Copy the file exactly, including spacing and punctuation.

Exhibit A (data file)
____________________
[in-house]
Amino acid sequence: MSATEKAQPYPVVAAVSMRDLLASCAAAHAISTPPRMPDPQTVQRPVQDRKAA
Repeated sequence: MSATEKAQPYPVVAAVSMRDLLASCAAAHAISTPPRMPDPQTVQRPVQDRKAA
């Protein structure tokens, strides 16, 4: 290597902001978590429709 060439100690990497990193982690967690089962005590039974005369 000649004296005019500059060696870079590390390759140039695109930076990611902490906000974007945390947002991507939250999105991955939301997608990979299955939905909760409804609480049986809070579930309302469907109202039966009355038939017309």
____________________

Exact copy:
[in-house]
Amino acid sequence: MSATEKAQPYPVVAAVSMRDLLASCAAAHAISTPPRMPDPQTVQRPVQDRKAA
Repeated sequence: MSATEKAQPYPVVAAVSMRDLLASCAAAHAISTPPRMPDPQTVQRPVQDRKAA
């Protein structure tokens, strides 16, 4: 290597902001978590429709 060439100690990497990193982690967690089962005590039974005369 000649004296005019500059060696870079590390390759140039695109930076990611902490906000974007945390947002991507939250999105991955939301997608990979299955939905909760409804609480049986809070579930309302469907109202039966009355038939017309």